Being brave can mean different things to each of us… it all depends on your ability to face your fears. Overcoming such an intense emotion isn’t easy; in fact, it can make us extremely uncomfortable, and is often the result of an act of love or necessity. My challenges with trying to be brave have changed as I have gotten older. As a child, being brave meant getting a “shot” from the doctor; as a teenager, it meant trying to overcome self-esteem issues; as an adult, it has been more about being honest when the truth was hard to hear; it was letting go after losing trust; it was starting over as a single mom. Being brave is stepping-up to a new challenge and trying again (and again) after failure. It is saying “yes” when every fiber of your being is feeling afraid and anxious and wants to (safely and comfortably) say “no”. Being brave is facing your fears and fighting a battle that you know you may not win, but will never give up trying.


Hope

“While there’s life, there’s hope“- Tolkien

Hope is exciting; it makes you feel that anything is possible. It is powerful and profound. The feeling of having hope can make even the tiniest spark of light seem like a sunrise in the making. Hope can make one walk a little lighter and feel a little happier. It can make you forget everything bad and painful, even if only for a short time. It is wise to be cautious with expectations, but I have found that even the slightest chance of something awesome happening, can make all the difference in the world between giving up or getting up.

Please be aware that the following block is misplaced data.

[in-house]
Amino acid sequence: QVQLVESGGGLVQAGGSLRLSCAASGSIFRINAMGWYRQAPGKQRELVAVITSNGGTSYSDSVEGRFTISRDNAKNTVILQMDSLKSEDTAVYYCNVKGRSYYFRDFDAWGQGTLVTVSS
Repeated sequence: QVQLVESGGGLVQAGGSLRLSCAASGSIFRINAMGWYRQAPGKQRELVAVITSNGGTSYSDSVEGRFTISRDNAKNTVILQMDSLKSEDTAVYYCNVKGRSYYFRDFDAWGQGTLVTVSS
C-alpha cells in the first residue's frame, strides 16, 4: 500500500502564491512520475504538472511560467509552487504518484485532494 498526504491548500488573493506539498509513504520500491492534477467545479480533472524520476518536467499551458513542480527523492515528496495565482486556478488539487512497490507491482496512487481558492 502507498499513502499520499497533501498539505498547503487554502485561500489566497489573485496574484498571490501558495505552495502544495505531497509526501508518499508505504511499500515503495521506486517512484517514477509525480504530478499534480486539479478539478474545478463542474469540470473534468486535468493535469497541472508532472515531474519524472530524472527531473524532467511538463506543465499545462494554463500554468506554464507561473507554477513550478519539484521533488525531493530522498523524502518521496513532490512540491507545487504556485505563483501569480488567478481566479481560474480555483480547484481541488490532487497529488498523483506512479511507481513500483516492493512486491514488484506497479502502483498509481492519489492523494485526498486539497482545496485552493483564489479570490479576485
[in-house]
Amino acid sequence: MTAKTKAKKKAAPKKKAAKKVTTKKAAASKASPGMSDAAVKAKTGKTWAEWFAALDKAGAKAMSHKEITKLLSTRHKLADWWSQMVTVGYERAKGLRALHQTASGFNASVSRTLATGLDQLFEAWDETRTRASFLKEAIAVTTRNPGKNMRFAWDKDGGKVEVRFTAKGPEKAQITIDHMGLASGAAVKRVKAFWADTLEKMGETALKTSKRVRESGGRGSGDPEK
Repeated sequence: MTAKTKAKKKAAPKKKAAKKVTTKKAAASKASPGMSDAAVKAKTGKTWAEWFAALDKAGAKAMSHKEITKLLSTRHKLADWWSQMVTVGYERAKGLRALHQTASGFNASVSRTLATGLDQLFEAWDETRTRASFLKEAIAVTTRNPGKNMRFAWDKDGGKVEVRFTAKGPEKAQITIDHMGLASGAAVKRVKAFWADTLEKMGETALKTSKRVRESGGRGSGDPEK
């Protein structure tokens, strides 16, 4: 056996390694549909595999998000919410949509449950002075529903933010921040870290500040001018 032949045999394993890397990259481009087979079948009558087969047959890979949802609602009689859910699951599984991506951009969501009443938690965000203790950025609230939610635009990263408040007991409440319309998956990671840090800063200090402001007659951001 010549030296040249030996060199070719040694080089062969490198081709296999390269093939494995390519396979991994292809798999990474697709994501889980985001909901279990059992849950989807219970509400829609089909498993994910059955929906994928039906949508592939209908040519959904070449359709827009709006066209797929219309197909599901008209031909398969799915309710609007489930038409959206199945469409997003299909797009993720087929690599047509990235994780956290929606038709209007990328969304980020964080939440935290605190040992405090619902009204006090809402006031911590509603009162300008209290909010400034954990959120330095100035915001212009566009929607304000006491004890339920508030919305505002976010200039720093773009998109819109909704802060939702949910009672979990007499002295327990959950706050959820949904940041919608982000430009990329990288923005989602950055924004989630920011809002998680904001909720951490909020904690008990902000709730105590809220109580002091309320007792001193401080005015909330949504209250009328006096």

Nevertheless, she persisted

This is not a political post; rather, it is quite personal to me, as I can’t help but deeply relate to the slogan, “nevertheless, she persisted“, which became popular in 2017 after Mitch McConnell condescendingly uttered it while trying to silence Senator Elizabeth Warren during the U.S. Senate vote to confirm (recently fired/resigned) Jeff Sessions as Attorney General. He did not know at the time that those words would resonate with so many women; me included… and yes, I bought the T-shirt. If you have been following my blog, you know that I was recently diagnosed with a rare spinal cord condition called Arachnoiditis. It is something that I had never heard of (even as a nurse), but it has come to be my fate after complications from my last spinal fusion in 2016. I am presently coming to terms with trying to advocate for my own healthcare needs and navigate through hours of online research to educate myself and practice patient-centered care; this time with me starring in the role of impatient “patient”.

I consider myself a (mostly) private, independent person, but I must confess that I feel so helpless… it is scary to consider how this diagnosis will affect my future, both personally and professionally. This little blog that began as a way to express myself during a time of loss, continued on with my writing from a personal perspective about my love of Nursing, has now entered into a new challenging phase of my life. Please bear with me as I stumble through this unknown territory, one day at a time.


Change